What comes first, Oxidative Stress or Inflammation?? It’s confusing!
There are many health and wellness companies promoting their products and I often see the headline “Inflammation Causes Oxidative Stress”. Granted, the companies promoting this are trying to sell their product geared toward lowering oxidative stress, which is a good thing, but it isn’t the whole story when it comes to oxidative stress and inflammation. Can inflammation cause oxidative stress? Sure, but it can also be the other way around as oxidative stress can cause excessive inflammation.
If you’re thinking, “who cares as long as we target oxidative stress, it doesn’t matter”, I encourage you to read on. It’s about getting your cells doing what they should be doing and preventing oxidative stress and chronic inflammation from happening in the first place. Yes, there are a number of approaches to this and most involve everyone taking the same supplement hoping for the same result. The best way to approach it is through an analysis and a custom formula and recommendations to ensure you’re doing exactly what your body needs.
Taking a single supplement that targets free radicals may not be getting to the route of the problem, which is how your body is built to handle either problem on a cellular level. Taking a single broad supplement that target “stress” within the cells, often referred to as biohacking is a bit like throwing a dart at a dartboard blindfolded and hoping you hit the bulls-eye with the right ingredients and the right dosage that your body needs.
It?s important to understand what oxidative stress is.
“Oxidative stress is an imbalance of free radicals and antioxidants in the body, which can lead to cell and tissue damage. Oxidative stress occurs naturally and plays a role in the aging process.” Stacy Sampson, DO
What does this mean? Our cells produce both free radicals and antioxidants during normal metabolic processes. The antioxidants, primarily glutathione s-transferases, work to neutralize the free radicals. When there is an excess of free radicals long term the result is oxidative stress. Research is showing that long-term oxidative stress can accelerate aging and, inflammation triggered by oxidative stress is the root cause of many diseases. Research is showing it may play a role in chronic inflammation, inflammatory disorders, neurodegenerative diseases, diabetes, cardiovascular (high blood pressure, stroke), chronic fatigue, asthma and male infertility.
Now that we know what it is, let’s look at possible oxidative stress causes.
Diet, lifestyle choices, environmental factors and genetics can all be contributors. Believe it or not we can do something about most of them. We’re all adults here and we know that a healthy lifestyle includes healthy food choices and nutrients, regular exercise and limiting vices like drinking and smoking. I don’t think I need to spend time talking more about that here. We are also exposed to environmental factors like pollution and that can be hard to avoid day-to-day, let’s be real. Genetics can be a big factor and what most people don?t realize is that once you know what your specific genes look like, many variants can be mitigated to help your body do what it should and help keep a proper balance.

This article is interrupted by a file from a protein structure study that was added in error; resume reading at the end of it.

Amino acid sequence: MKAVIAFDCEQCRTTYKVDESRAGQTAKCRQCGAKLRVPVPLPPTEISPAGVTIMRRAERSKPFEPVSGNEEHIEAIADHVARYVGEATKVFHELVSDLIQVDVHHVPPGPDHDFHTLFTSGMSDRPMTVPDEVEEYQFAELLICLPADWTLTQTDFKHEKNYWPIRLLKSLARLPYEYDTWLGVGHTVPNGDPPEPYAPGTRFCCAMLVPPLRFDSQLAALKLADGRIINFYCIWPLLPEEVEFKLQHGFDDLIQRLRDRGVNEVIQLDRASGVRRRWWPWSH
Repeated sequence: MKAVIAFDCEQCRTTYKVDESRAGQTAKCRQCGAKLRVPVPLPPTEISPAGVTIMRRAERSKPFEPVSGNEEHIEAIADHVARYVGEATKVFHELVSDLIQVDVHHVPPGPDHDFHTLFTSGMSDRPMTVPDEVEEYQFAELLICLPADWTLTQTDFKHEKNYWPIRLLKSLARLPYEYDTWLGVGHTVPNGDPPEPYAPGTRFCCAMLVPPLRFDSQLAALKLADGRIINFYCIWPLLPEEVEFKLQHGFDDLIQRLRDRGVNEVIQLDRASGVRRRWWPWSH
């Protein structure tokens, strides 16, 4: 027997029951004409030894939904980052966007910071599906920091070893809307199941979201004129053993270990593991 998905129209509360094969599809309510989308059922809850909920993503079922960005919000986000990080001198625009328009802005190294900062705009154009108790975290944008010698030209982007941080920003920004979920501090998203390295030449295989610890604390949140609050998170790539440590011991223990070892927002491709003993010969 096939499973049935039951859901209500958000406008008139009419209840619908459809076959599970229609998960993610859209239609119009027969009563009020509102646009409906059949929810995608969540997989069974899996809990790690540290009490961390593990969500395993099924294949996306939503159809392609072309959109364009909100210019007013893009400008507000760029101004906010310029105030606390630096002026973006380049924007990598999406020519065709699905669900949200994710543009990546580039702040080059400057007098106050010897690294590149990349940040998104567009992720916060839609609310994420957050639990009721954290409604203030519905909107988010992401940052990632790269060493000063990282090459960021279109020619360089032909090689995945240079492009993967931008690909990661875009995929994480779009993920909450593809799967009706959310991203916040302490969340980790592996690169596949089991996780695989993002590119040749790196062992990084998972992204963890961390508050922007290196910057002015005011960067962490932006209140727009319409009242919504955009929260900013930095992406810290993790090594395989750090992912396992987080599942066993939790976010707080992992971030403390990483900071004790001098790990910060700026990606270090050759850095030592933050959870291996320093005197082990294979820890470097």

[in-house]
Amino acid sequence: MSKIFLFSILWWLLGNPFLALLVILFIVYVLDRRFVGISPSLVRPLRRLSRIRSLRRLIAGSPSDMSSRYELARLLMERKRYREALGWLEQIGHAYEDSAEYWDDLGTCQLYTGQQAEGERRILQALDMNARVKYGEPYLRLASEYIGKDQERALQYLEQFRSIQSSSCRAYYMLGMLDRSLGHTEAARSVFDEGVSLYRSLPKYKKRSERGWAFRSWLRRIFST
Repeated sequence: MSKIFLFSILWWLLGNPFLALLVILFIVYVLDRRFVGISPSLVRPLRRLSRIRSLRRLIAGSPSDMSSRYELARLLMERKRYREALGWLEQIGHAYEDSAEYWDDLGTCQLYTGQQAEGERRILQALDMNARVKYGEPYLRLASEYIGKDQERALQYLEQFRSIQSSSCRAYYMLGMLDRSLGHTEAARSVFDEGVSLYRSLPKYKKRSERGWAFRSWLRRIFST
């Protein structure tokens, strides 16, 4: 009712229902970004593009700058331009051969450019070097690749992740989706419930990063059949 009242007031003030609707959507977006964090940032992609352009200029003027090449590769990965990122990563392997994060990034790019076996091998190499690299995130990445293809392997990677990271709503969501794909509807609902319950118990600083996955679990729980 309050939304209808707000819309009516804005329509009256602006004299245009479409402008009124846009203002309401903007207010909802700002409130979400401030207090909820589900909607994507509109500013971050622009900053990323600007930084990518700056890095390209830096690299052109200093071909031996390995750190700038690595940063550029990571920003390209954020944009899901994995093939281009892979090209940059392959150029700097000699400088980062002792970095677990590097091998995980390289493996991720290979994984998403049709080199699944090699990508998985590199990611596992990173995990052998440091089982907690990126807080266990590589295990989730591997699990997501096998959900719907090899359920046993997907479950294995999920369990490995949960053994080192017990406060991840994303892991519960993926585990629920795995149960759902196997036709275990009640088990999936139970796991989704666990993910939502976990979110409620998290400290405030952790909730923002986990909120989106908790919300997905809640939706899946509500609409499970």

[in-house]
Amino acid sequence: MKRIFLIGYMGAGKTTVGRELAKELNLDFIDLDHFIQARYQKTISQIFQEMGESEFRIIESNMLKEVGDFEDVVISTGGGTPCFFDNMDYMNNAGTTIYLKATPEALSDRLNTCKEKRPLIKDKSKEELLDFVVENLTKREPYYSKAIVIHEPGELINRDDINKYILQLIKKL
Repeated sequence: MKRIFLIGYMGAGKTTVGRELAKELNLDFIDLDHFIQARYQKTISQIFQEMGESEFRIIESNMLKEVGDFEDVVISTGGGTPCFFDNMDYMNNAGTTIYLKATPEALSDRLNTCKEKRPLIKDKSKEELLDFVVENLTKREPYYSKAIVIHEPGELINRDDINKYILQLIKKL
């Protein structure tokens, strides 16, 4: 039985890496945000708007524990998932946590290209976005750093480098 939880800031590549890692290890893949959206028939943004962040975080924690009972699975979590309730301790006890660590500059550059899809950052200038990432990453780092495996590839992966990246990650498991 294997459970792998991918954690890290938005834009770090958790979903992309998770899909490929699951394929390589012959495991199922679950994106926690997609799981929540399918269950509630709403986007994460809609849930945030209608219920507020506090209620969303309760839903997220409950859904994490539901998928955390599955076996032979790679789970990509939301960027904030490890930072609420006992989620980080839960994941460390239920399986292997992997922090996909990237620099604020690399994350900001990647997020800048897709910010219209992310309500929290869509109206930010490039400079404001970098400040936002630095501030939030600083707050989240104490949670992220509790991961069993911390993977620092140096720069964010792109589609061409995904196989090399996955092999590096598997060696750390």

There is an oxidative stress support gene called GSTP1. This gene, if it has variants passed down by one or both parents may not function optimally. Why is this important to know? It is important because it is one of many glutathione s-transferases, a set of enzymes found in many cells that work to neutralize free radicals. Glutathione is the most potent antioxidant found in human cells and it works with GSTP1 to neutralize foreign compounds. Once neutralized it is non- toxic and can be excreted from the body, thereby reducing oxidative stress. Variants or SNP?s (Single Nucleotide Polymorphisms) lead to decreased activity of the GSTP1 protein making the cell more vulnerable to oxidative stress. Once variants have been identified, it is critical to supplement properly to ensure maximum antioxidant support and a healthy inflammatory response.
How does inflammation work?
You may think of inflammation as an acute response to trauma in the body and you are correct but there is also chronic inflammation. Chronic, long term inflammation can be caused by oxidative stress as discussed above but it may also be caused by SNPs in two genes. CRP or, C-reactive protein and TNF-a or, TNF alpha are two genes responsible for healthy inflammation response in our cells and body. Through inflammation, the body responds to attack from various sources such as pathogens, damaged cells or irritants.
How does the CRP gene work?